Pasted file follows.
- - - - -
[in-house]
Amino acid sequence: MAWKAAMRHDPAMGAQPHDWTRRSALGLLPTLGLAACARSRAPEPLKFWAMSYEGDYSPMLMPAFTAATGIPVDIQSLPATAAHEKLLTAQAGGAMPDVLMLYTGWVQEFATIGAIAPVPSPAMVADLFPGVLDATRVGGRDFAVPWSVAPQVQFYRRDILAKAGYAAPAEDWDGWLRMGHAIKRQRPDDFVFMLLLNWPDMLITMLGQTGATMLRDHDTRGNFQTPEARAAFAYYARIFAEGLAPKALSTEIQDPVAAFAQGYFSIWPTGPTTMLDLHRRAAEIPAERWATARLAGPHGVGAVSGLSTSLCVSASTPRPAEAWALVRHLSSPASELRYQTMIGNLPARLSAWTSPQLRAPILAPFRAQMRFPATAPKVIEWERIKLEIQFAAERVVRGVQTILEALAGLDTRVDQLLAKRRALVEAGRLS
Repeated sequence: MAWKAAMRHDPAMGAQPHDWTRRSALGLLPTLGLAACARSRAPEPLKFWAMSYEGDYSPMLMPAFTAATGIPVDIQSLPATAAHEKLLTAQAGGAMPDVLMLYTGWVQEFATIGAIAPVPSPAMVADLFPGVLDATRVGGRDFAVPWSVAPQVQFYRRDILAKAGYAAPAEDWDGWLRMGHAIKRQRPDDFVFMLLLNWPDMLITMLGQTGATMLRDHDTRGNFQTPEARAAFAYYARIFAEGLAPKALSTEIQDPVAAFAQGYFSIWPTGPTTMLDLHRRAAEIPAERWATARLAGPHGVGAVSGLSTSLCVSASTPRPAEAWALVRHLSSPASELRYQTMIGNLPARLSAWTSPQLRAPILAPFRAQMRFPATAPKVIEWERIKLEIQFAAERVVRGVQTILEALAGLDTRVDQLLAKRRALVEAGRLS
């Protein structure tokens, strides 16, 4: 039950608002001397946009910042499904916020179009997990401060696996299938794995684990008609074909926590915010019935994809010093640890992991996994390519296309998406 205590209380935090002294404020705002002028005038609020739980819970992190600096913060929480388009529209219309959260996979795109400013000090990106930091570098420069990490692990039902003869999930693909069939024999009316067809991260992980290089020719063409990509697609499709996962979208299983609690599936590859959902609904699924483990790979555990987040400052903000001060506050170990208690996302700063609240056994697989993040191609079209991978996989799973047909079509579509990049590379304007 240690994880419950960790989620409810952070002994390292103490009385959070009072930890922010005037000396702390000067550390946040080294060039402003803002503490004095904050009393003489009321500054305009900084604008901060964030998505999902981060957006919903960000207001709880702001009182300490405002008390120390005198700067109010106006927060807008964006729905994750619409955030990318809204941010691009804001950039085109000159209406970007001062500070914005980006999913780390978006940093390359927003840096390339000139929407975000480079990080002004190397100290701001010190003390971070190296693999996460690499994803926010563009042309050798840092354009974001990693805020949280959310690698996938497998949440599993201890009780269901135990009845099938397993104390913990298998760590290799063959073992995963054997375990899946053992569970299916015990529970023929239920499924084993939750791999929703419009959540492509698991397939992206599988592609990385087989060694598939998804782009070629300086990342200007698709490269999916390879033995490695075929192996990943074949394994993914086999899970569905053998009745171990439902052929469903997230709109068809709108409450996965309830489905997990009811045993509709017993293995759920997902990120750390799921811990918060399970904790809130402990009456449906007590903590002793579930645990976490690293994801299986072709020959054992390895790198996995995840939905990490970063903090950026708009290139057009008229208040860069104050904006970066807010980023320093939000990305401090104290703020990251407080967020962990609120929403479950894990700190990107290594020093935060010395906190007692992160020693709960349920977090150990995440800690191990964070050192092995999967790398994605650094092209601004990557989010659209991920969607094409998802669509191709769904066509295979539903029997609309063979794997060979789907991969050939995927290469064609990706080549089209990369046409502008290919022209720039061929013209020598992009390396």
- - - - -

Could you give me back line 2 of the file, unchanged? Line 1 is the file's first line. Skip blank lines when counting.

Amino acid sequence: MAWKAAMRHDPAMGAQPHDWTRRSALGLLPTLGLAACARSRAPEPLKFWAMSYEGDYSPMLMPAFTAATGIPVDIQSLPATAAHEKLLTAQAGGAMPDVLMLYTGWVQEFATIGAIAPVPSPAMVADLFPGVLDATRVGGRDFAVPWSVAPQVQFYRRDILAKAGYAAPAEDWDGWLRMGHAIKRQRPDDFVFMLLLNWPDMLITMLGQTGATMLRDHDTRGNFQTPEARAAFAYYARIFAEGLAPKALSTEIQDPVAAFAQGYFSIWPTGPTTMLDLHRRAAEIPAERWATARLAGPHGVGAVSGLSTSLCVSASTPRPAEAWALVRHLSSPASELRYQTMIGNLPARLSAWTSPQLRAPILAPFRAQMRFPATAPKVIEWERIKLEIQFAAERVVRGVQTILEALAGLDTRVDQLLAKRRALVEAGRLS